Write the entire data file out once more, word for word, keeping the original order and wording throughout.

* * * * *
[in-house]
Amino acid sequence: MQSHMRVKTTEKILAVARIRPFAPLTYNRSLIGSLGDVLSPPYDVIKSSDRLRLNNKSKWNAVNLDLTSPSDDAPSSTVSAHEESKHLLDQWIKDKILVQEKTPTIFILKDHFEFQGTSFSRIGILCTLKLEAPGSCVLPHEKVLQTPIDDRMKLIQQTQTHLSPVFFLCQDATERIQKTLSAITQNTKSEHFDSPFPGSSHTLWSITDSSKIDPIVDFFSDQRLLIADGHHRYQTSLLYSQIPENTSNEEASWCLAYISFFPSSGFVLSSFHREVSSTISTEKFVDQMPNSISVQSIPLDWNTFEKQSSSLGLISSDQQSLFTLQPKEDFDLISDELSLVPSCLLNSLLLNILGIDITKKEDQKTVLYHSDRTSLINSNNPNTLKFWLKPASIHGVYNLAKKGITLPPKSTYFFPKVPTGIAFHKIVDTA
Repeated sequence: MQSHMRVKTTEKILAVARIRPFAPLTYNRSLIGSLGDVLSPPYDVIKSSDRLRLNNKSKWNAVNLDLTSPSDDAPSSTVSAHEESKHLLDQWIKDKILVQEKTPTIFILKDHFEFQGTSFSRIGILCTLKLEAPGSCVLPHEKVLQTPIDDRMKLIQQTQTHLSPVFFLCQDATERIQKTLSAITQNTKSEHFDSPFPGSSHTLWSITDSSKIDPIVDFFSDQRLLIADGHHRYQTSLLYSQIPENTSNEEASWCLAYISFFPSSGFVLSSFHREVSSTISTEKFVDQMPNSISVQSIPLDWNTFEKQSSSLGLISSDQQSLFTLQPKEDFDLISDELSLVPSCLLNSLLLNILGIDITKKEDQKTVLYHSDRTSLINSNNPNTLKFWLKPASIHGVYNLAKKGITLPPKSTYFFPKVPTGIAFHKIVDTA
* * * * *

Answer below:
[in-house]
Amino acid sequence: MQSHMRVKTTEKILAVARIRPFAPLTYNRSLIGSLGDVLSPPYDVIKSSDRLRLNNKSKWNAVNLDLTSPSDDAPSSTVSAHEESKHLLDQWIKDKILVQEKTPTIFILKDHFEFQGTSFSRIGILCTLKLEAPGSCVLPHEKVLQTPIDDRMKLIQQTQTHLSPVFFLCQDATERIQKTLSAITQNTKSEHFDSPFPGSSHTLWSITDSSKIDPIVDFFSDQRLLIADGHHRYQTSLLYSQIPENTSNEEASWCLAYISFFPSSGFVLSSFHREVSSTISTEKFVDQMPNSISVQSIPLDWNTFEKQSSSLGLISSDQQSLFTLQPKEDFDLISDELSLVPSCLLNSLLLNILGIDITKKEDQKTVLYHSDRTSLINSNNPNTLKFWLKPASIHGVYNLAKKGITLPPKSTYFFPKVPTGIAFHKIVDTA
Repeated sequence: MQSHMRVKTTEKILAVARIRPFAPLTYNRSLIGSLGDVLSPPYDVIKSSDRLRLNNKSKWNAVNLDLTSPSDDAPSSTVSAHEESKHLLDQWIKDKILVQEKTPTIFILKDHFEFQGTSFSRIGILCTLKLEAPGSCVLPHEKVLQTPIDDRMKLIQQTQTHLSPVFFLCQDATERIQKTLSAITQNTKSEHFDSPFPGSSHTLWSITDSSKIDPIVDFFSDQRLLIADGHHRYQTSLLYSQIPENTSNEEASWCLAYISFFPSSGFVLSSFHREVSSTISTEKFVDQMPNSISVQSIPLDWNTFEKQSSSLGLISSDQQSLFTLQPKEDFDLISDELSLVPSCLLNSLLLNILGIDITKKEDQKTVLYHSDRTSLINSNNPNTLKFWLKPASIHGVYNLAKKGITLPPKSTYFFPKVPTGIAFHKIVDTA